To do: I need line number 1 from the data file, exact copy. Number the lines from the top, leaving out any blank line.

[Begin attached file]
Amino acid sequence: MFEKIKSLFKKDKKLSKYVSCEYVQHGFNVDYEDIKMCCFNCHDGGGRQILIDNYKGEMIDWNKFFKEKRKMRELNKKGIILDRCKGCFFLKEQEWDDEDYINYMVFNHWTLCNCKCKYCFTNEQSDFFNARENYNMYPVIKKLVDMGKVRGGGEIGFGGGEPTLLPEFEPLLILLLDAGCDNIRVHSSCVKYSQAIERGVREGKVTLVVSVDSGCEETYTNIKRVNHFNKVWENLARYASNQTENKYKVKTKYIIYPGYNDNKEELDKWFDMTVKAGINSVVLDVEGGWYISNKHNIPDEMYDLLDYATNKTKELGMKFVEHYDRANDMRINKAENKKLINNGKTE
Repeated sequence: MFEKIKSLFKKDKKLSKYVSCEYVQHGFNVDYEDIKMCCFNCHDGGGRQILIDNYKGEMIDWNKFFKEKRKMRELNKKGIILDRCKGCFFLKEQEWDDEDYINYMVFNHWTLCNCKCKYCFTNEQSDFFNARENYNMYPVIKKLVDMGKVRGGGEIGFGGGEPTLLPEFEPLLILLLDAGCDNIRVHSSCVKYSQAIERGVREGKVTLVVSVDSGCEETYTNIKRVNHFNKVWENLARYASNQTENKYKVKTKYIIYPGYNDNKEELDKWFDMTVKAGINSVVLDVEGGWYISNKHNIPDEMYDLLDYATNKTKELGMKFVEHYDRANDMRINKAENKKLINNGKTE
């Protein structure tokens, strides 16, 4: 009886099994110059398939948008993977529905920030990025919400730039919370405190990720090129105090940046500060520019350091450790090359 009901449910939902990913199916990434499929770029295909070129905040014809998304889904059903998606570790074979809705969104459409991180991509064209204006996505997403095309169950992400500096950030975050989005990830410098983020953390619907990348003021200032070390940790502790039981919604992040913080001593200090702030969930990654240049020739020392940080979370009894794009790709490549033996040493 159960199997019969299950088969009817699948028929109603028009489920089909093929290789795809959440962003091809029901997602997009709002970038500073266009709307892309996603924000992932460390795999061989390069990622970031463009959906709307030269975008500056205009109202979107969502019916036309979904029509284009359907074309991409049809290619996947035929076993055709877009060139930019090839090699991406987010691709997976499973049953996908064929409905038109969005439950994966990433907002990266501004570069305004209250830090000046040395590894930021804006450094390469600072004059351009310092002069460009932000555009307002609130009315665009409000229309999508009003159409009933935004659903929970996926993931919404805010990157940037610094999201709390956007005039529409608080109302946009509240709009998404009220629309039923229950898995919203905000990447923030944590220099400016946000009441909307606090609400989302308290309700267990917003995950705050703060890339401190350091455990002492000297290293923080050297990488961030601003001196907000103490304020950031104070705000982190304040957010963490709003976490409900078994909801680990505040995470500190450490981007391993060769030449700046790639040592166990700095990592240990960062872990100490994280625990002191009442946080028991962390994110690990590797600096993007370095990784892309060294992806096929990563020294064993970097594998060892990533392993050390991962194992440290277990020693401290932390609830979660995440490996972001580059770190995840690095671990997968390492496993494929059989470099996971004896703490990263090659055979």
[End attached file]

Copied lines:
Amino acid sequence: MFEKIKSLFKKDKKLSKYVSCEYVQHGFNVDYEDIKMCCFNCHDGGGRQILIDNYKGEMIDWNKFFKEKRKMRELNKKGIILDRCKGCFFLKEQEWDDEDYINYMVFNHWTLCNCKCKYCFTNEQSDFFNARENYNMYPVIKKLVDMGKVRGGGEIGFGGGEPTLLPEFEPLLILLLDAGCDNIRVHSSCVKYSQAIERGVREGKVTLVVSVDSGCEETYTNIKRVNHFNKVWENLARYASNQTENKYKVKTKYIIYPGYNDNKEELDKWFDMTVKAGINSVVLDVEGGWYISNKHNIPDEMYDLLDYATNKTKELGMKFVEHYDRANDMRINKAENKKLINNGKTE